An Investigation into inorganic gunshot residue (IGSR) using Scanning Electron Microscopy (SEM) and Energy Dispersive X-Ray (EDX)

Harrington, Georgia (2021) An Investigation into inorganic gunshot residue (IGSR) using Scanning Electron Microscopy (SEM) and Energy Dispersive X-Ray (EDX). (MSc(R) thesis), Kingston University, .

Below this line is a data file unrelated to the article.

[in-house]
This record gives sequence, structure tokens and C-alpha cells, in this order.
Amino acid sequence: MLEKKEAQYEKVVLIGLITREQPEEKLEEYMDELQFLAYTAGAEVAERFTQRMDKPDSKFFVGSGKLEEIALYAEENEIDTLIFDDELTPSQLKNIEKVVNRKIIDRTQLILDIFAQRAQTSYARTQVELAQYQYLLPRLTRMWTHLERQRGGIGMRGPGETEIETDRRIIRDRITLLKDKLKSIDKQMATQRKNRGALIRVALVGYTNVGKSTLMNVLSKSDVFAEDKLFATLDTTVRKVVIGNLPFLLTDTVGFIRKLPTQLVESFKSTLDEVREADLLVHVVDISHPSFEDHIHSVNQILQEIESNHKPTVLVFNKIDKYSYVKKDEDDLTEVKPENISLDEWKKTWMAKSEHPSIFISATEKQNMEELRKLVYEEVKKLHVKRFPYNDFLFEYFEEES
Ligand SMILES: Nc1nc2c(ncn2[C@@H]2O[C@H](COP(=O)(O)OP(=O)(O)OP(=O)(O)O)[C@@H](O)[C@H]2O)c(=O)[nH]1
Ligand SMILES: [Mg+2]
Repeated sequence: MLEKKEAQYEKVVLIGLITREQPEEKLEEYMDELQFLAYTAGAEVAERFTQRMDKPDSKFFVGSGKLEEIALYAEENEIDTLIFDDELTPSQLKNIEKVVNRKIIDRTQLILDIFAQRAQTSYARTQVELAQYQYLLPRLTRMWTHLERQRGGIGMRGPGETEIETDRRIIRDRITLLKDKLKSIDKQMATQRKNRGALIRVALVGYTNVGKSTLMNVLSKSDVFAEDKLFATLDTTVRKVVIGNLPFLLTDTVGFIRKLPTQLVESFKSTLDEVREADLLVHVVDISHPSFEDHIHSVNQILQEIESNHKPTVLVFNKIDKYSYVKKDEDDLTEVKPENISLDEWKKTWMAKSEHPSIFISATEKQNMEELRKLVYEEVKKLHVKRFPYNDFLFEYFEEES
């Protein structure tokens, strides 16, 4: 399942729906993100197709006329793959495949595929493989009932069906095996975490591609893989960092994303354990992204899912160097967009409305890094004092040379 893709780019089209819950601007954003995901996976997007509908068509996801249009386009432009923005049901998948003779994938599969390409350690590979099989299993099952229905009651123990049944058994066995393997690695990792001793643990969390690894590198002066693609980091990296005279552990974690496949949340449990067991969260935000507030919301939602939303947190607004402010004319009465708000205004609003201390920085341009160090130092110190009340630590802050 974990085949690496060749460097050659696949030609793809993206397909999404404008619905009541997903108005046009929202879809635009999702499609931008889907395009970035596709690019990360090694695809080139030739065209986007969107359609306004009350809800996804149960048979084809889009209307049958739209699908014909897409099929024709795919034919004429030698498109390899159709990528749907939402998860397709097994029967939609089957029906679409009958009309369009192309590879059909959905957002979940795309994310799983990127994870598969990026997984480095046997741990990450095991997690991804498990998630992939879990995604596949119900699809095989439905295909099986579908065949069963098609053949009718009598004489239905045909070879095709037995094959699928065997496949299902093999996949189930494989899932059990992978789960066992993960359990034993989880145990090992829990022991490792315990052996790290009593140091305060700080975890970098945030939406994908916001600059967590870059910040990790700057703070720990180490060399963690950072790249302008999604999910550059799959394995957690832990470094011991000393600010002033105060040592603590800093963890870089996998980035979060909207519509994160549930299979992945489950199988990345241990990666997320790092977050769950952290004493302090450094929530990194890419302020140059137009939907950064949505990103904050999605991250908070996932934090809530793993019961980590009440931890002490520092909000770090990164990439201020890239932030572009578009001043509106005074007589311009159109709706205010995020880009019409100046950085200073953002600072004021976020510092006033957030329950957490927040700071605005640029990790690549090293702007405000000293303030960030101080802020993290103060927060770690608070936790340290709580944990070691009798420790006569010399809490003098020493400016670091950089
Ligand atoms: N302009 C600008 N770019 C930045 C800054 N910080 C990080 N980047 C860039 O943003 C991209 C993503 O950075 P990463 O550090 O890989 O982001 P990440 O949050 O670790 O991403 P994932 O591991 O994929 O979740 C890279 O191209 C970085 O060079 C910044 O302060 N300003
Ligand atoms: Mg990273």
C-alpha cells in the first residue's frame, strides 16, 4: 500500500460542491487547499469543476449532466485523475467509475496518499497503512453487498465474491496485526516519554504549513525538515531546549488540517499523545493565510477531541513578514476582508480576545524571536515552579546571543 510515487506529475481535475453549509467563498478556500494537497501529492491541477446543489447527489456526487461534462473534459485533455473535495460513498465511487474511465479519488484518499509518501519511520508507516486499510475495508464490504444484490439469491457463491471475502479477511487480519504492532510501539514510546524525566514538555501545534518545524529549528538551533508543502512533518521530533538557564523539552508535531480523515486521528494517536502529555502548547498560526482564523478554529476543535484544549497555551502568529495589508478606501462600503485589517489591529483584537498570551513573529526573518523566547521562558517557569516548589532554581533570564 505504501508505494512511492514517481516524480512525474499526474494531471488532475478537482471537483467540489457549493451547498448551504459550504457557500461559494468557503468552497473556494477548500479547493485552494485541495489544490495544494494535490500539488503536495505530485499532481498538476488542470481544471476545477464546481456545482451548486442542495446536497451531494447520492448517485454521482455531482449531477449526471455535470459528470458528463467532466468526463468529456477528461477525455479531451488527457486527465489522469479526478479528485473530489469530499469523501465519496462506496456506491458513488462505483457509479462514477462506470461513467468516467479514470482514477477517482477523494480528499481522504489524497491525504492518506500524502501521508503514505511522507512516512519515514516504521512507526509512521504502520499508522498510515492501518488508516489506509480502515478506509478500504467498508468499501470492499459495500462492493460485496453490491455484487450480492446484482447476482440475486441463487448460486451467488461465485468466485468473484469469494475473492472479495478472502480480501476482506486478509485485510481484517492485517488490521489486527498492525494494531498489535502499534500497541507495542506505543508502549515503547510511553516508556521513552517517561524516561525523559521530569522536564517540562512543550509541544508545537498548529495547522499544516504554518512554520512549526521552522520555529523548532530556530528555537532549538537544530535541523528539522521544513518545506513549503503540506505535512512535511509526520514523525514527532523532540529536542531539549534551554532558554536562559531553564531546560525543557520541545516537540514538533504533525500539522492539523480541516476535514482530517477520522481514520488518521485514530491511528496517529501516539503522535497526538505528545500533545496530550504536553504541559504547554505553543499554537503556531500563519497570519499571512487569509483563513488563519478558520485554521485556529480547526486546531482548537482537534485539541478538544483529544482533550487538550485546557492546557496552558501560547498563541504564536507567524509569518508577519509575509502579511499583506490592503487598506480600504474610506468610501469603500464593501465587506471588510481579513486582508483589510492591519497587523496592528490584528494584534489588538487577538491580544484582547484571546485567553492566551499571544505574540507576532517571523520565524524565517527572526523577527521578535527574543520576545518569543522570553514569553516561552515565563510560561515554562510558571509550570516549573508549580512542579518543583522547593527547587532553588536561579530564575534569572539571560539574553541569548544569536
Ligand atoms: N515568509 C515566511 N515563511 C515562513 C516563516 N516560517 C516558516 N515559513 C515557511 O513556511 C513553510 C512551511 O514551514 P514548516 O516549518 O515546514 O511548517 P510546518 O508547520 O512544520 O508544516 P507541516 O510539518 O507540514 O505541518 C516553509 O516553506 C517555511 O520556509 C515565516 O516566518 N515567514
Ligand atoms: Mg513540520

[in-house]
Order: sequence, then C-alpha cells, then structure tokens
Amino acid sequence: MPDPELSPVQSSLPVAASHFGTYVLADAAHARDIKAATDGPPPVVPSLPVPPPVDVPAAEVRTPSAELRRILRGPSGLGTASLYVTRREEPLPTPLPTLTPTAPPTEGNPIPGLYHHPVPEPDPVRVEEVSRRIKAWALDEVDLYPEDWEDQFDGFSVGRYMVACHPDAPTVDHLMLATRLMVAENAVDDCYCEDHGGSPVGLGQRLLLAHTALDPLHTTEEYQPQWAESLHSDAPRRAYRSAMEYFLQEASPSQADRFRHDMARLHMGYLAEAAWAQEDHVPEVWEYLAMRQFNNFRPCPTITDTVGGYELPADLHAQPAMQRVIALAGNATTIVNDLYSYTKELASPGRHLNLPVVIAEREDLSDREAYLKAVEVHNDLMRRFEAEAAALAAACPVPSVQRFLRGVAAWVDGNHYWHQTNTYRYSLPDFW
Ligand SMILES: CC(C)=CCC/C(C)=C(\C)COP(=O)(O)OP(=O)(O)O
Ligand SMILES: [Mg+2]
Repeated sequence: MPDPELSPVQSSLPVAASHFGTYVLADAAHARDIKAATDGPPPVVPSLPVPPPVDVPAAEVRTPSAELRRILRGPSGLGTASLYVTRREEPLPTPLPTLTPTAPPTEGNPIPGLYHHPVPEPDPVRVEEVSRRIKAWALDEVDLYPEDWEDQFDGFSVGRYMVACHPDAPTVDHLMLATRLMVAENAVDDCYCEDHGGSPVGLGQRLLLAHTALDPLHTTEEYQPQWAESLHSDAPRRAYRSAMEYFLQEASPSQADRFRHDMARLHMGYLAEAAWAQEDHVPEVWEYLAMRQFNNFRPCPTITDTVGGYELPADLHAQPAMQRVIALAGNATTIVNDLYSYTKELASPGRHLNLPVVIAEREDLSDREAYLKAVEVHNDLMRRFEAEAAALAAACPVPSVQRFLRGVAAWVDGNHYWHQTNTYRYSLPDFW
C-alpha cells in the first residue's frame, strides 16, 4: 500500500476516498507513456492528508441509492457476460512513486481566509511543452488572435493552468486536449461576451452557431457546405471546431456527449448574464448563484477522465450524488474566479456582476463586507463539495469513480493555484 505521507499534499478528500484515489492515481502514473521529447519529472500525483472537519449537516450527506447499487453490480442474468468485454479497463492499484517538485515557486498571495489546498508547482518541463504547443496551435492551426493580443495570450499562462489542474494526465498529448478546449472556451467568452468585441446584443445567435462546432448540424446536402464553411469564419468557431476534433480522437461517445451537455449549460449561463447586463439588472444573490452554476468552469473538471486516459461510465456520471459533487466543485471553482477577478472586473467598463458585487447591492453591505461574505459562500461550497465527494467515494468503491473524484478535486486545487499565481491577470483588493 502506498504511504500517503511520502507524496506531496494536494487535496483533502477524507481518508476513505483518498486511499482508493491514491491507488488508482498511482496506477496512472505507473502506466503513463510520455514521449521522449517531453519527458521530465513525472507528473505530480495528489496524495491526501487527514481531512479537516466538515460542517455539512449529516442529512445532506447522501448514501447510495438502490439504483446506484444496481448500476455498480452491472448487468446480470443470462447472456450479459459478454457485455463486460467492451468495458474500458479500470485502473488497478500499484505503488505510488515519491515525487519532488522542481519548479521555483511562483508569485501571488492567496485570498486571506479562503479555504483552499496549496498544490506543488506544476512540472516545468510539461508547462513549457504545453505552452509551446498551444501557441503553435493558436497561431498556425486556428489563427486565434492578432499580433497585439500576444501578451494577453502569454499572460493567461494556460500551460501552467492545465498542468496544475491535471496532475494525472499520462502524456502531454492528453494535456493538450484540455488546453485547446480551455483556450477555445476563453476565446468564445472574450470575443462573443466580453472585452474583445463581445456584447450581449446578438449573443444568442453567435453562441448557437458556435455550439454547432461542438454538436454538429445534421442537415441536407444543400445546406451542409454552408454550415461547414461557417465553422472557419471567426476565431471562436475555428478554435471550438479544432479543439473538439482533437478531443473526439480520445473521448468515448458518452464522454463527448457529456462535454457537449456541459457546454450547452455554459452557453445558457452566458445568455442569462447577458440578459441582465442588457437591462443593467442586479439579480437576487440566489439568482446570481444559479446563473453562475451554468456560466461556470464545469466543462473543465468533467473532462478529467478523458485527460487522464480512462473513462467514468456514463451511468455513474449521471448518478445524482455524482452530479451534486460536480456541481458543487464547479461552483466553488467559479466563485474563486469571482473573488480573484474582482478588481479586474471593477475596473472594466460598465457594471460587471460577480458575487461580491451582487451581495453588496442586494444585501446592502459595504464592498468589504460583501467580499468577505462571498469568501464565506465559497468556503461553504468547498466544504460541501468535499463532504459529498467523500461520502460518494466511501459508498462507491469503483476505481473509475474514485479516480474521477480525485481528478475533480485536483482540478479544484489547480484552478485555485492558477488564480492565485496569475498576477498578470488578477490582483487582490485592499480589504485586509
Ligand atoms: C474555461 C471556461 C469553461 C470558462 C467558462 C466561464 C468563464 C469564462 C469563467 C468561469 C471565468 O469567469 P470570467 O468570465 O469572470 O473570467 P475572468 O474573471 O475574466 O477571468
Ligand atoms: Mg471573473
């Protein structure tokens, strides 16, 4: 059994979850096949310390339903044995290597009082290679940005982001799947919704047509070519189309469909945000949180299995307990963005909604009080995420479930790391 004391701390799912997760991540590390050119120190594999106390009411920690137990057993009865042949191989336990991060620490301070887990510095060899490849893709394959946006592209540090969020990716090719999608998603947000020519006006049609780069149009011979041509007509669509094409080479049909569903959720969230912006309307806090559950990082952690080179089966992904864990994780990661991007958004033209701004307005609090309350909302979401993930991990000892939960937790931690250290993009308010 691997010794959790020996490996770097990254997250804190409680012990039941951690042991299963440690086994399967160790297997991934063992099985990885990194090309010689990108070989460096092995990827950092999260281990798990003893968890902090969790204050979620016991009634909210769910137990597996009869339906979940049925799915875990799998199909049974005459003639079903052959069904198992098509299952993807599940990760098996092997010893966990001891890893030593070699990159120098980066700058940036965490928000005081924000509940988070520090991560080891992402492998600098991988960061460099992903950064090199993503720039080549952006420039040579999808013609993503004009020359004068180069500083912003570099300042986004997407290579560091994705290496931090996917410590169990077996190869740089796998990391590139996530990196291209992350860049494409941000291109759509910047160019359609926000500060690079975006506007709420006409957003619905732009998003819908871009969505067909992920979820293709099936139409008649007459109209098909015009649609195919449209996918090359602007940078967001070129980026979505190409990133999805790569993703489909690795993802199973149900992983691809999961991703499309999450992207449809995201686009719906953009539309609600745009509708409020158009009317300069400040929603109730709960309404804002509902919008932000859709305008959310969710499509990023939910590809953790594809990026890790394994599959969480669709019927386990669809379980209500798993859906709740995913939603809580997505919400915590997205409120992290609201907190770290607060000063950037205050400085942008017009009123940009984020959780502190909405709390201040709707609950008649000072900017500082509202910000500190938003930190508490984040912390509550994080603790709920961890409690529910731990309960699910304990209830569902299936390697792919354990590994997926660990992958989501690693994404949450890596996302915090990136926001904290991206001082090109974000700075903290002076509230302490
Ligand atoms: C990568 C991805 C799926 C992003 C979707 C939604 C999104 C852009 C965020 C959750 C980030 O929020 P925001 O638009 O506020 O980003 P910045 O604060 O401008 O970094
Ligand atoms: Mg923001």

Gunshot residue (GSR) is the debris that is expressed from a firearm when it has been discharged. A series of experiments were carried out following a range of shooting and transfer studies using SEM/EDX to detect inorganic gunshot residue.The initial investigation focused on the transfer of GSR particles on clothing from the firer of a Ruger semi-automatic rifle, using CCI standard velocity .22” long rifle round nose cartridges. Following discharge of the firearm, person to person contact was initiated with a non-firearm user not present in the vicinity at the time of the shooting. This resulted in the transfer of GSR from the shooter to the test subject, but with a reduced likelihood of three component particles (barium, antimony, lead) being detected. The total number of particles consistent with GSR transferred ranged from 112 to 302. Out of those particles, only 2 to 14 were three component GSR particles.Further experiments carried out at the ballistics and forensics investigation unit at An Garda Siochana, investigated the composition of GSR in a firearm that discharged combinations of Wolf and Fiocchi 9 mm ammunition. From the particle compositions found it was possible to identify which ammunition had been fired last due to the percentage of SbBa particles present. The distance GSR travelled from several different calibre firearms was assessed by examining targets over ranges of 2-10 metres. These experiments suggest that particles consistent with GSR can travel up to 10 metres from the firearm but characteristic three component particles only travelled 10 metres from a 12-gauge shotgun. Conversely, most three-component GSR particles from the other firearms only travelled up to 3-4 metres. All ammunition types had at least one three component particle at 4 metres, but the highest levels were detected at 2 metres The analysis of evidence from the three studies provides useful information forwhich observation should be considered. Study one highlighted how important the transfer of GSR can be, the evidence suggests that significant one and two component particles can be transferred directly from a firer to a recipient. If largeamounts of GSR particles are directly transferred, then it can be assumed indirect contact or presence when a weapon was discharged would also lead to the recovery of GSR particles. Study two allows a link between ammunition and weapon to be established, by looking at the chemical composition of the particles from both cartridge case and gun barrel we can identify component elements within the particles. The analysis suggests that it’s possible to distinguish between types of ammunition, which would provide important evidential information when recovery of GSR has been carried out. Study three provides evidence that suggest GSR particles can travel up to 10 metres from a firearm though typically three-component GSR particles will only travel to around 3 metres. These results directly link to study one, and relate to the transfer of GSR, proving that being in the vicinity of the discharge of a weapon canlead to the presence of those particles. Together the results from these studies can assist with the interpretation of GSR evidence.

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